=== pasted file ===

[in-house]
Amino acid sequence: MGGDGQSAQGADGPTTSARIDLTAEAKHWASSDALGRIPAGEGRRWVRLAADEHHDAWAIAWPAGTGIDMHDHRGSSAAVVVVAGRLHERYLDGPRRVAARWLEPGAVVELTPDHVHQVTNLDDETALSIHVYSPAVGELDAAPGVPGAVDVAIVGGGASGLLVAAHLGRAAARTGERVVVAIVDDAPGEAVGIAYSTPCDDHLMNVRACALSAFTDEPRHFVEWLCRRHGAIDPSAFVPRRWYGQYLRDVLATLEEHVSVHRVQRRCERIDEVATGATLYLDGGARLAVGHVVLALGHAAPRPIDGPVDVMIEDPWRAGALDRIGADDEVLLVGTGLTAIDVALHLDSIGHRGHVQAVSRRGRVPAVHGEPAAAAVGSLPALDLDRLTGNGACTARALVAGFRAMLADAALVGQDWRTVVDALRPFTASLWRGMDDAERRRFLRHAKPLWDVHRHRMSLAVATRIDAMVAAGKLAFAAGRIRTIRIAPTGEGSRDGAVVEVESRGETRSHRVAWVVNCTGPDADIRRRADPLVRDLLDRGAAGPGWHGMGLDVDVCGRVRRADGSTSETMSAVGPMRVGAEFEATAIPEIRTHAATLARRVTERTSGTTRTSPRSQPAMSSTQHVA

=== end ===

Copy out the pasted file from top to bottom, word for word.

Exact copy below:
[in-house]
Amino acid sequence: MGGDGQSAQGADGPTTSARIDLTAEAKHWASSDALGRIPAGEGRRWVRLAADEHHDAWAIAWPAGTGIDMHDHRGSSAAVVVVAGRLHERYLDGPRRVAARWLEPGAVVELTPDHVHQVTNLDDETALSIHVYSPAVGELDAAPGVPGAVDVAIVGGGASGLLVAAHLGRAAARTGERVVVAIVDDAPGEAVGIAYSTPCDDHLMNVRACALSAFTDEPRHFVEWLCRRHGAIDPSAFVPRRWYGQYLRDVLATLEEHVSVHRVQRRCERIDEVATGATLYLDGGARLAVGHVVLALGHAAPRPIDGPVDVMIEDPWRAGALDRIGADDEVLLVGTGLTAIDVALHLDSIGHRGHVQAVSRRGRVPAVHGEPAAAAVGSLPALDLDRLTGNGACTARALVAGFRAMLADAALVGQDWRTVVDALRPFTASLWRGMDDAERRRFLRHAKPLWDVHRHRMSLAVATRIDAMVAAGKLAFAAGRIRTIRIAPTGEGSRDGAVVEVESRGETRSHRVAWVVNCTGPDADIRRRADPLVRDLLDRGAAGPGWHGMGLDVDVCGRVRRADGSTSETMSAVGPMRVGAEFEATAIPEIRTHAATLARRVTERTSGTTRTSPRSQPAMSSTQHVA